Skip to contents

National Science Foundation Logo

Search KDI Site

Banner: Multi-Disciplinary Research at NSF: Accomplishments of the KDI Initiative
 KDI Home    Contact Us   

Image: People Button

Image: Ideas Button

Image: Tools Button

 About KDI

 Behind the Scenes

 Taking Stock

 Links and Resources


About KDI

Image of Globe with computer board and http watermarksThe official name of the research program known as "KDI" is Knowledge and Distributed Intelligence. NSF initiated and instituted this two-year program in 1998. Its purpose was to "to span the scientific and engineering communities . . . to generate, model, and represent more complex and cross-disciplinary scientific data from new sources and at enormously varying scales."

Why KDI? At the turn of the millennium, science policy makers recognized that the explosive growth in computer power and connectivity was reshaping relationships among people and organizations, and transforming the processes of discovery, learning, and communication. They recognized an unprecedented opportunity to provide fast access to enormous amounts of knowledge and information, to study much more complex systems than was hitherto possible, and to advance our understanding of living and engineered systems. Achievement of these goals required more cross-disciplinary research than was typically supported at NSF, especially between the computer sciences and the other sciences and engineering.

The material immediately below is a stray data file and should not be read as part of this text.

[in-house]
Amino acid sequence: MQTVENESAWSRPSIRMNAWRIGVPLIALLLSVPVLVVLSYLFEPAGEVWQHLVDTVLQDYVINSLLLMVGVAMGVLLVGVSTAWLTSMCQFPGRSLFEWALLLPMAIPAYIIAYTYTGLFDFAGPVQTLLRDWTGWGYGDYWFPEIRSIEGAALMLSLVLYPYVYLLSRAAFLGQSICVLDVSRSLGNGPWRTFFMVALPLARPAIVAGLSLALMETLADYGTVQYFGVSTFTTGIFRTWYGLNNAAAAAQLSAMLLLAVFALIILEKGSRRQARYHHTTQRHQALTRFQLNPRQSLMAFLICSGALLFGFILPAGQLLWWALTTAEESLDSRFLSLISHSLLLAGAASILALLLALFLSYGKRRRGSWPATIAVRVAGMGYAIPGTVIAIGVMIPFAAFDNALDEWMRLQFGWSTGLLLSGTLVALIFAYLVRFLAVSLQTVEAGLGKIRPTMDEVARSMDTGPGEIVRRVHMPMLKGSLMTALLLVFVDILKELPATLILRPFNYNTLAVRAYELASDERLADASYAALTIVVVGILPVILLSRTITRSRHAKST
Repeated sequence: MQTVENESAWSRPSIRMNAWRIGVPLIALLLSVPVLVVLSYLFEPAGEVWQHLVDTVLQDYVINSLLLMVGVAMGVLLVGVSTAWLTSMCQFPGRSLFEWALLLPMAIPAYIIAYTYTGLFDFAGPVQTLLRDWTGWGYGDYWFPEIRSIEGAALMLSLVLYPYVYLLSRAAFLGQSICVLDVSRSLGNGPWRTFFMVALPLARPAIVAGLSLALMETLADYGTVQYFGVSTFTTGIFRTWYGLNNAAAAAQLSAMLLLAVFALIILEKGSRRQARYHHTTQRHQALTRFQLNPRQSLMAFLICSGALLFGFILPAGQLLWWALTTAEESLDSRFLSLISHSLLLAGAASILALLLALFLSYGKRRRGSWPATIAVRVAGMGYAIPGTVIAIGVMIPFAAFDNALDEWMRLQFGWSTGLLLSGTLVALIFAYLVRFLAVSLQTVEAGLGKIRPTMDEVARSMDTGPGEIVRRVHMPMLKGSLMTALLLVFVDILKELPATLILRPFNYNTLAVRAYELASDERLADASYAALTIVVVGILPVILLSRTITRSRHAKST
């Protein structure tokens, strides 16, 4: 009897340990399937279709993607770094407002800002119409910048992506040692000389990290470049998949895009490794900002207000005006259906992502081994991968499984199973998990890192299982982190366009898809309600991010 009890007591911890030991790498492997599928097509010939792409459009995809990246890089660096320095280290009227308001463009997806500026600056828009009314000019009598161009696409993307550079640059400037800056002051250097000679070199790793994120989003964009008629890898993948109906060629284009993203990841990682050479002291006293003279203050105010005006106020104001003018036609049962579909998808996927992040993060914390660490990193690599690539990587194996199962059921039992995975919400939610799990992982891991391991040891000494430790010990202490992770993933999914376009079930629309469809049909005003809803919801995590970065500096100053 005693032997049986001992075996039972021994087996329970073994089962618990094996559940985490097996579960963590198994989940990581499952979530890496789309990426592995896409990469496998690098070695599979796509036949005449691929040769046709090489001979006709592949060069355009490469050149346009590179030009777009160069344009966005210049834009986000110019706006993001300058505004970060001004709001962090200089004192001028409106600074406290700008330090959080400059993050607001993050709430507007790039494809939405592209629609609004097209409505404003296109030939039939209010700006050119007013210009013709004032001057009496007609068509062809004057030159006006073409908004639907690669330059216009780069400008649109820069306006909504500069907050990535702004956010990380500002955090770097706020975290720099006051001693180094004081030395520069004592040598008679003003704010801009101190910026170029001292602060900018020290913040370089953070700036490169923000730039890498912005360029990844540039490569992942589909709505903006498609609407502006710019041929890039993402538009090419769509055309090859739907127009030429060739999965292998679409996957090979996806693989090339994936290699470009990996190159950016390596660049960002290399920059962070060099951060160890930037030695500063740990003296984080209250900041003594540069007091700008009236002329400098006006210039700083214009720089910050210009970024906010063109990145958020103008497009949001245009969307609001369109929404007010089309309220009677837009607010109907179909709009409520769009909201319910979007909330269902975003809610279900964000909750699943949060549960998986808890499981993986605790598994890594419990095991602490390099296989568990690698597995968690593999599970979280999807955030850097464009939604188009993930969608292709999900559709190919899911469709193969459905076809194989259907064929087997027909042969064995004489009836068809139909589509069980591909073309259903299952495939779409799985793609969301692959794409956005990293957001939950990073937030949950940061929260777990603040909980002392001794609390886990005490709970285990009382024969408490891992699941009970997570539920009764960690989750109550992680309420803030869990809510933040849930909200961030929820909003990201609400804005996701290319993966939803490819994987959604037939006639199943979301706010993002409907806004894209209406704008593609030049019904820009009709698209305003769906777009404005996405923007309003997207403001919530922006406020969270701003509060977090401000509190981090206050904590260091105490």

The KDI goal was to support research that would model and make use of complex and cross-disciplinary scientific data. The research would analyze living and engineered systems in new ways. It would also explore the cognitive, ethical, educational, legal, and social implications of new types of learning, knowledge, and interactivity. It would foster scientists' sharing knowledge and working together interactively. Richard Zare, chairman of the National Science Board and professor of chemistry at Stanford University, wrote in Science, "This knowledge and distributed intelligence (KDI) initiative would promote collaborations that seem long overdue, such as linking the science of learning and cognition with the development of technologies for teaching and learning" (1997, vol. 275, 21 Feb, p. 1047).

For more information on NSF grants and funding opportunities for multi-disciplinary programs, please go to

For more information on NSF KDI, including the 1998 and 1999 awards, see the NSF KDI Home Page at:

The original KDI solicitation is available at: (75KB)


Back to Top of Page

People | Ideas | Tools
About KDI | Behind the Scenes | Taking Stock | Links and Resources

KDI Home | Contact Us | Site Map
NSF Home | CISE Home | Privacy Statement | Policies | Accessibility

National Science Foundation: Celebrating 50 Years Logo The National Science Foundation
4201 Wilson Boulevard, Arlington, Virginia 22230, USA
Tel: 703-292-5111, FIRS: 800-877-8339 | TDD: 703-292-5090